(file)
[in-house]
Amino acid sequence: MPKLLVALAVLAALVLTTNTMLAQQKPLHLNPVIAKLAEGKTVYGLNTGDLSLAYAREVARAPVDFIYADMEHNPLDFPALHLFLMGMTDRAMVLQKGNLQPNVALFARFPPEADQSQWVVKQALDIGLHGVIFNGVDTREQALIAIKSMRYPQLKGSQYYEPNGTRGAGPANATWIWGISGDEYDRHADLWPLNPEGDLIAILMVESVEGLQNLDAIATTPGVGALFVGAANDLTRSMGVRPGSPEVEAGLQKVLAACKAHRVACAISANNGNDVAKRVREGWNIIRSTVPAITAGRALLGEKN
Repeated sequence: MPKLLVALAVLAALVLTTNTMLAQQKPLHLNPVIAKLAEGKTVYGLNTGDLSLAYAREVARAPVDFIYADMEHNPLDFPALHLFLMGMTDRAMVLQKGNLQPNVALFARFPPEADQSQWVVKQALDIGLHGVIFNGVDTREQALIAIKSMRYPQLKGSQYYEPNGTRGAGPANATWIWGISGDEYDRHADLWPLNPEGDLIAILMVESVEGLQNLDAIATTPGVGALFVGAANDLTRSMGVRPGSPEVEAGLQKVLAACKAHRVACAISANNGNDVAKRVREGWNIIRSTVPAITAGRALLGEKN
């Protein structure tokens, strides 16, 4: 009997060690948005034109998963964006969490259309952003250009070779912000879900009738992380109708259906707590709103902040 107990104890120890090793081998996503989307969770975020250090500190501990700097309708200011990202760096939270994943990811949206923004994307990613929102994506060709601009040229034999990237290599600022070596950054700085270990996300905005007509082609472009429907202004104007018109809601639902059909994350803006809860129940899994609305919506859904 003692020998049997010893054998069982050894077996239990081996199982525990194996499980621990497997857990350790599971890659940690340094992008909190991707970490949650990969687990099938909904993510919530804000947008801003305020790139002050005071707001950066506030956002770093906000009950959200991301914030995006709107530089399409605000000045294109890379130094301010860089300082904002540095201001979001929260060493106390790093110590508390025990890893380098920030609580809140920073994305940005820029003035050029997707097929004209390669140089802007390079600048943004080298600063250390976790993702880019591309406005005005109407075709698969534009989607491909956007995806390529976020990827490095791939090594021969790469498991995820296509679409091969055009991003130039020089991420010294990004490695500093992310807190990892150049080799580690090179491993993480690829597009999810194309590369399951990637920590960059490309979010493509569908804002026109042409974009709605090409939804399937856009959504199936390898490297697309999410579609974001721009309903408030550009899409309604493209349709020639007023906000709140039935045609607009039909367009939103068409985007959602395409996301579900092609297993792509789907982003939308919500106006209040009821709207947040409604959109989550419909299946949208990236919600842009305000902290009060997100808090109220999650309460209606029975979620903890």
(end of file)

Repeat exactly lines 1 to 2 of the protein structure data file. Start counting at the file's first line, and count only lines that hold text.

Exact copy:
[in-house]
Amino acid sequence: MPKLLVALAVLAALVLTTNTMLAQQKPLHLNPVIAKLAEGKTVYGLNTGDLSLAYAREVARAPVDFIYADMEHNPLDFPALHLFLMGMTDRAMVLQKGNLQPNVALFARFPPEADQSQWVVKQALDIGLHGVIFNGVDTREQALIAIKSMRYPQLKGSQYYEPNGTRGAGPANATWIWGISGDEYDRHADLWPLNPEGDLIAILMVESVEGLQNLDAIATTPGVGALFVGAANDLTRSMGVRPGSPEVEAGLQKVLAACKAHRVACAISANNGNDVAKRVREGWNIIRSTVPAITAGRALLGEKN